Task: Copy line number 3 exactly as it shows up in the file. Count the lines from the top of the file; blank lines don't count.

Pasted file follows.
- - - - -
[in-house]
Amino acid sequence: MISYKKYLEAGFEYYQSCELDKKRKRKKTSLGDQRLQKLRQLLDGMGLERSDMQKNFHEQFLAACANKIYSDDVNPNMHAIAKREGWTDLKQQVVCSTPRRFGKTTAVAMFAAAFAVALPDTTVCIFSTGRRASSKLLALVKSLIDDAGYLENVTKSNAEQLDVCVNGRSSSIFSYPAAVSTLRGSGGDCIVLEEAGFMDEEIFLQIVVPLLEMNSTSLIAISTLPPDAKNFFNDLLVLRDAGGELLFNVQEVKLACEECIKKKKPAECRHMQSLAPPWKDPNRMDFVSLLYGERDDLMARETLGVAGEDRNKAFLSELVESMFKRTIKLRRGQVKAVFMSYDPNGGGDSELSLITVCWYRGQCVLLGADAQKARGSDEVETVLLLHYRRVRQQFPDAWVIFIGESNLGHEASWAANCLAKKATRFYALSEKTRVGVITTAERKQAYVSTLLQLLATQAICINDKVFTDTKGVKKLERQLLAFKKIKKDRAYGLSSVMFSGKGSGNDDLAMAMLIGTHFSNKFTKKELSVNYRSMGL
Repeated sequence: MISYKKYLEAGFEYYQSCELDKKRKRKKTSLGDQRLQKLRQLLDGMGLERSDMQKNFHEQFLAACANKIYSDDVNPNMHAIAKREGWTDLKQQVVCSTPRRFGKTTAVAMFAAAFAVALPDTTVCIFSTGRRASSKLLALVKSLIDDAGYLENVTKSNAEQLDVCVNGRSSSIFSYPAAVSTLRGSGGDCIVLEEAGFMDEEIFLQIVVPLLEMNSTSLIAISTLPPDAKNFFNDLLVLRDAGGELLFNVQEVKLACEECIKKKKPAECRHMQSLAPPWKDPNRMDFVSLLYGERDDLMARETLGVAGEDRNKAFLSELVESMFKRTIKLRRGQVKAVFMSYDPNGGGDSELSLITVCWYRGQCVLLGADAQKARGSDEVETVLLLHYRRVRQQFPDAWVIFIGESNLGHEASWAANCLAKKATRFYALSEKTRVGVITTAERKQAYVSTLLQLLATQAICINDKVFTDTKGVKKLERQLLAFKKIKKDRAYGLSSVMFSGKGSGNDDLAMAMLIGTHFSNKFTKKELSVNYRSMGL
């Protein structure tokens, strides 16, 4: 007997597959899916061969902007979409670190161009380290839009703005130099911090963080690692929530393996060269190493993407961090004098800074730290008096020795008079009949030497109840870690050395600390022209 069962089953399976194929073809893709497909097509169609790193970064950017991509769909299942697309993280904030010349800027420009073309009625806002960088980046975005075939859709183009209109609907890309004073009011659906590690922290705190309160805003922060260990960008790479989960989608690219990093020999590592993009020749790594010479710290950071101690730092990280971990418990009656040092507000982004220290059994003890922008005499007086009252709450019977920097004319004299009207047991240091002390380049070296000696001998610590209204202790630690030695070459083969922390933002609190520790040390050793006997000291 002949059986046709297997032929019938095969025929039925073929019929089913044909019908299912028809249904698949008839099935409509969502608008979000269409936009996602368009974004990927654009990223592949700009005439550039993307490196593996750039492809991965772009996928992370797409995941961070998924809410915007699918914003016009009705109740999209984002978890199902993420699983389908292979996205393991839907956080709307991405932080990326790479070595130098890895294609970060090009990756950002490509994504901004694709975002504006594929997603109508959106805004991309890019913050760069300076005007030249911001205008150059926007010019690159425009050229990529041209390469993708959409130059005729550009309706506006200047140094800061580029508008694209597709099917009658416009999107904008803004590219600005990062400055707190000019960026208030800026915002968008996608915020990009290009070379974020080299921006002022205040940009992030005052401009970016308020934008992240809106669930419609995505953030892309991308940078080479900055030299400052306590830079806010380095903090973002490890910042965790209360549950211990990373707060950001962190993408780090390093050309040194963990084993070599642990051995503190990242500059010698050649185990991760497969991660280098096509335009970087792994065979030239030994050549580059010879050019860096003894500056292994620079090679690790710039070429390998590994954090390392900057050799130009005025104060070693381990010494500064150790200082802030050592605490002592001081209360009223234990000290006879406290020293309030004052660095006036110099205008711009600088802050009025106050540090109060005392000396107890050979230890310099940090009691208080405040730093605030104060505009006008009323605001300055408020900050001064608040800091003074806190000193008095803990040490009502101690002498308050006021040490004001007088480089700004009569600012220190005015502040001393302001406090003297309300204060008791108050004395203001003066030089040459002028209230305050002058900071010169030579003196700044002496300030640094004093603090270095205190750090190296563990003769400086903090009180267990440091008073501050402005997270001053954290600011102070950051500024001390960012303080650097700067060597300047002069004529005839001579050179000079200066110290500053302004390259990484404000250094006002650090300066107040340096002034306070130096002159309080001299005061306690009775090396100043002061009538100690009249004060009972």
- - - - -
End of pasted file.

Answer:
Repeated sequence: MISYKKYLEAGFEYYQSCELDKKRKRKKTSLGDQRLQKLRQLLDGMGLERSDMQKNFHEQFLAACANKIYSDDVNPNMHAIAKREGWTDLKQQVVCSTPRRFGKTTAVAMFAAAFAVALPDTTVCIFSTGRRASSKLLALVKSLIDDAGYLENVTKSNAEQLDVCVNGRSSSIFSYPAAVSTLRGSGGDCIVLEEAGFMDEEIFLQIVVPLLEMNSTSLIAISTLPPDAKNFFNDLLVLRDAGGELLFNVQEVKLACEECIKKKKPAECRHMQSLAPPWKDPNRMDFVSLLYGERDDLMARETLGVAGEDRNKAFLSELVESMFKRTIKLRRGQVKAVFMSYDPNGGGDSELSLITVCWYRGQCVLLGADAQKARGSDEVETVLLLHYRRVRQQFPDAWVIFIGESNLGHEASWAANCLAKKATRFYALSEKTRVGVITTAERKQAYVSTLLQLLATQAICINDKVFTDTKGVKKLERQLLAFKKIKKDRAYGLSSVMFSGKGSGNDDLAMAMLIGTHFSNKFTKKELSVNYRSMGL